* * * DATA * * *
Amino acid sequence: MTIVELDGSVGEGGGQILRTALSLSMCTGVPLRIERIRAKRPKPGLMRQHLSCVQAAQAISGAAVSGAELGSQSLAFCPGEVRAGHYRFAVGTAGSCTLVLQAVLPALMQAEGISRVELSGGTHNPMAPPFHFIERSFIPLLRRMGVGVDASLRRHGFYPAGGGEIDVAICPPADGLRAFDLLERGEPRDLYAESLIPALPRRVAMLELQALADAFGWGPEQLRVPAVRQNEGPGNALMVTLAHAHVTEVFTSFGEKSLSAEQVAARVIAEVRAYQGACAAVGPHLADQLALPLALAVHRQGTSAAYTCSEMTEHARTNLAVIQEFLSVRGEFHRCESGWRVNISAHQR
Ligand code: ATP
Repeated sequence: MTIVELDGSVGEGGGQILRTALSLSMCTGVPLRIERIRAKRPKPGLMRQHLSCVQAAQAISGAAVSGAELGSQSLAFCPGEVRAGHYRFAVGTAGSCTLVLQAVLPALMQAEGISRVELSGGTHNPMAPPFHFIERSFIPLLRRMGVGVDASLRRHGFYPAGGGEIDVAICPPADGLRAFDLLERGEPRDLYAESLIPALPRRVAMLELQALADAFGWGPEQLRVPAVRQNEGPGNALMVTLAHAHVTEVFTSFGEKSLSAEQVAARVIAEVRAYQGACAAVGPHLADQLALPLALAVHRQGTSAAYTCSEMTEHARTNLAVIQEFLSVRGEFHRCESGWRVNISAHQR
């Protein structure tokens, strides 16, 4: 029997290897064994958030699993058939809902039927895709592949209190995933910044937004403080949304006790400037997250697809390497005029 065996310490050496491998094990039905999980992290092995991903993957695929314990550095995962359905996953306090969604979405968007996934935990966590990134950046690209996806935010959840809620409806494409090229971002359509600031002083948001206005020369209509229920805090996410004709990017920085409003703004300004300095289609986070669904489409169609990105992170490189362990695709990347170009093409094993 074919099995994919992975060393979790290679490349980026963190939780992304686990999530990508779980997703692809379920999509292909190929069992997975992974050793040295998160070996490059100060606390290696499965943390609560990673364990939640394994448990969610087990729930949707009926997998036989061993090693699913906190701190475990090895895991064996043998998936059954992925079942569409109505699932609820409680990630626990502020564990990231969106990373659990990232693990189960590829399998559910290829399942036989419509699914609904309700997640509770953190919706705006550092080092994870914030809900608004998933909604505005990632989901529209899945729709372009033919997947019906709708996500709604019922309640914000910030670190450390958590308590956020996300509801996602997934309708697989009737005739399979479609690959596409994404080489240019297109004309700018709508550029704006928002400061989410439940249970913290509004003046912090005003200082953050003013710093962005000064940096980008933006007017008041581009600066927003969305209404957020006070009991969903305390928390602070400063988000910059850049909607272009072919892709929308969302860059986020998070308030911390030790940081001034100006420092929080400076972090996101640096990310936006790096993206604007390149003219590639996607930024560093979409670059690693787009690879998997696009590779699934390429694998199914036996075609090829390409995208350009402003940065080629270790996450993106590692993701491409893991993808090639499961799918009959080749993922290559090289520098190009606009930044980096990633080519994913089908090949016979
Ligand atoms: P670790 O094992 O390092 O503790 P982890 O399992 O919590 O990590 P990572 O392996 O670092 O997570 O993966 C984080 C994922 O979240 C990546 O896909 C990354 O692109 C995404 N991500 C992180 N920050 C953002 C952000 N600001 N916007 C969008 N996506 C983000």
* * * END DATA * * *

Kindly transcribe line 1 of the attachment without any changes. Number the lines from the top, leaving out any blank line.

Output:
Amino acid sequence: MTIVELDGSVGEGGGQILRTALSLSMCTGVPLRIERIRAKRPKPGLMRQHLSCVQAAQAISGAAVSGAELGSQSLAFCPGEVRAGHYRFAVGTAGSCTLVLQAVLPALMQAEGISRVELSGGTHNPMAPPFHFIERSFIPLLRRMGVGVDASLRRHGFYPAGGGEIDVAICPPADGLRAFDLLERGEPRDLYAESLIPALPRRVAMLELQALADAFGWGPEQLRVPAVRQNEGPGNALMVTLAHAHVTEVFTSFGEKSLSAEQVAARVIAEVRAYQGACAAVGPHLADQLALPLALAVHRQGTSAAYTCSEMTEHARTNLAVIQEFLSVRGEFHRCESGWRVNISAHQR